By Paul Goble
Over the last several weeks, military exercises by Iran near the Azerbaijani border, by Turkey and Azerbaijan in Nakhichevan, and by Georgia with Azerbaijan and Turkey have further unsettled a region that as Rhythm of Eurasia journalist Irina Marinina says, was already “difficult to call completely stabilized.”
Because all exercises are designed both to test capabilities and to send a message to others about them, experts in all the countries of the South Caucasus have been speculating about what each of them means and how all of them are related (ritmeurasia.org/news–2021-10-10–uchenija-u-granic-armenija-privykla-gruzija-trevozhitsja-v-azerbajdzhane-spokojny-56797).
In Nakhichevan, between October 5 and 8, Turkish and Azerbaijani forces held what has become traditional a joint military exercise. At the same time, Georgia hosted headquarter exercises with Turkish and Azerbaijani representatives. And Iran moved 50,000 men up to the Azerbaijani border in an exercise that was clearly a show of force.
“Before the beginning of its exercise,” Marinina says, “Tehran accused Baku of cooperating with Israel and allowing Israeli units to operate in Azerbaijan.” The Iranian government said it was showing its capacity to respond to what it called “Zionists and terrorists” near the Iranian border.
Georgian foreign affairs analyst Zurab Batiashvili says that the Azerbaijani-Turkish maneuvers were a response to the Iranian moves and were intended to send a message to Iran against any aggressive moves. Other analysts in Georgia and Armenia fear that their countries could be drawn into such a conflict.
Armenian foreign policy commentator Ayk Khalatyan adds that “the Iranian training exercise can be considered a warning to Azerbaijan, and in response, Turkey and Azerbaijan have conducted an exercise with the goal of warning Iran.” The Armenian government, however, has not responded officially, having gotten used to such exercises by its neighbors.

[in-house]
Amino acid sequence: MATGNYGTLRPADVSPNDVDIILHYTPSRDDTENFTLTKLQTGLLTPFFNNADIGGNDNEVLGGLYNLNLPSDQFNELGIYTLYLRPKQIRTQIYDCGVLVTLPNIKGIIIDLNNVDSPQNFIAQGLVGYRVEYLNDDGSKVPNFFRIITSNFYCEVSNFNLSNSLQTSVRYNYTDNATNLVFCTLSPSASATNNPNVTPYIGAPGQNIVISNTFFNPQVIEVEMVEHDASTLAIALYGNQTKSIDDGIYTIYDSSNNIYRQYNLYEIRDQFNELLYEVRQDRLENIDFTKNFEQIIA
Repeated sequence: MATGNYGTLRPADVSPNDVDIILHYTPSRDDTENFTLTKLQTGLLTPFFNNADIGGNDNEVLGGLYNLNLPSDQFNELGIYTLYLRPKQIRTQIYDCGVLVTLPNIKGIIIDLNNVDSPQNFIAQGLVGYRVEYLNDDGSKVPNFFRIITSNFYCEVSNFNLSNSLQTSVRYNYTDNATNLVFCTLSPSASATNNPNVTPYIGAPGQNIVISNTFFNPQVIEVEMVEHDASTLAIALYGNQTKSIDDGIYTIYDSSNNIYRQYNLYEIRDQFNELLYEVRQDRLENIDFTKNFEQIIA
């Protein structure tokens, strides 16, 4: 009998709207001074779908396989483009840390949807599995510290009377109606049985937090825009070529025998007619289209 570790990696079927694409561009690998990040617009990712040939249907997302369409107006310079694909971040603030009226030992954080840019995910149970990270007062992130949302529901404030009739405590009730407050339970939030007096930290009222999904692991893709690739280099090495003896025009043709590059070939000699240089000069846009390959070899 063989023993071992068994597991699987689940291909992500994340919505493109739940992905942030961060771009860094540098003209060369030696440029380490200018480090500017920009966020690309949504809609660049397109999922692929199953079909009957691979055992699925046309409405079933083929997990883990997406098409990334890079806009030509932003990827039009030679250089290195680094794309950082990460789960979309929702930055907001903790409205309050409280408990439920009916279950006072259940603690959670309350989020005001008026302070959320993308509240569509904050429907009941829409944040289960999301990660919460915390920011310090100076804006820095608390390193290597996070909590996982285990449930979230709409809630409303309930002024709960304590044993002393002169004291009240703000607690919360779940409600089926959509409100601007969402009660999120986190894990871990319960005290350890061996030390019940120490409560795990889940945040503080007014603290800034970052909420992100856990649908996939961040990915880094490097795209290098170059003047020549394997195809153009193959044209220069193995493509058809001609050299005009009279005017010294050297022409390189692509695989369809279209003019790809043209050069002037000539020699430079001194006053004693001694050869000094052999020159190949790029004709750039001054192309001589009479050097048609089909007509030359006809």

In their comments, Baku officials also played down the Iranian exercises; but one Azerbaijani analyst, Ilgar Velizade says “the situation has become more complicated” because so many exercises are taking place at the same time and the danger thus exists that one may lead to the escalation of others and then to something more than an exercise.
In his view, however, “the risks of a direct clash between Azerbaijan and Iran are minimal because for this Azerbaijan would have to cross the Iranian border or Iran the Azerbaijani one. Neither side will allow this because of the dangerous course of developments that would entail.”
But what all this highlights is the need for some kind of coordinated approach to exercises of this kind, and Moscow is exploiting such concerns by pressing for what it calls a three plus three approach to the region, something that could be a confidence-building measure and prevent exercises from becoming something more.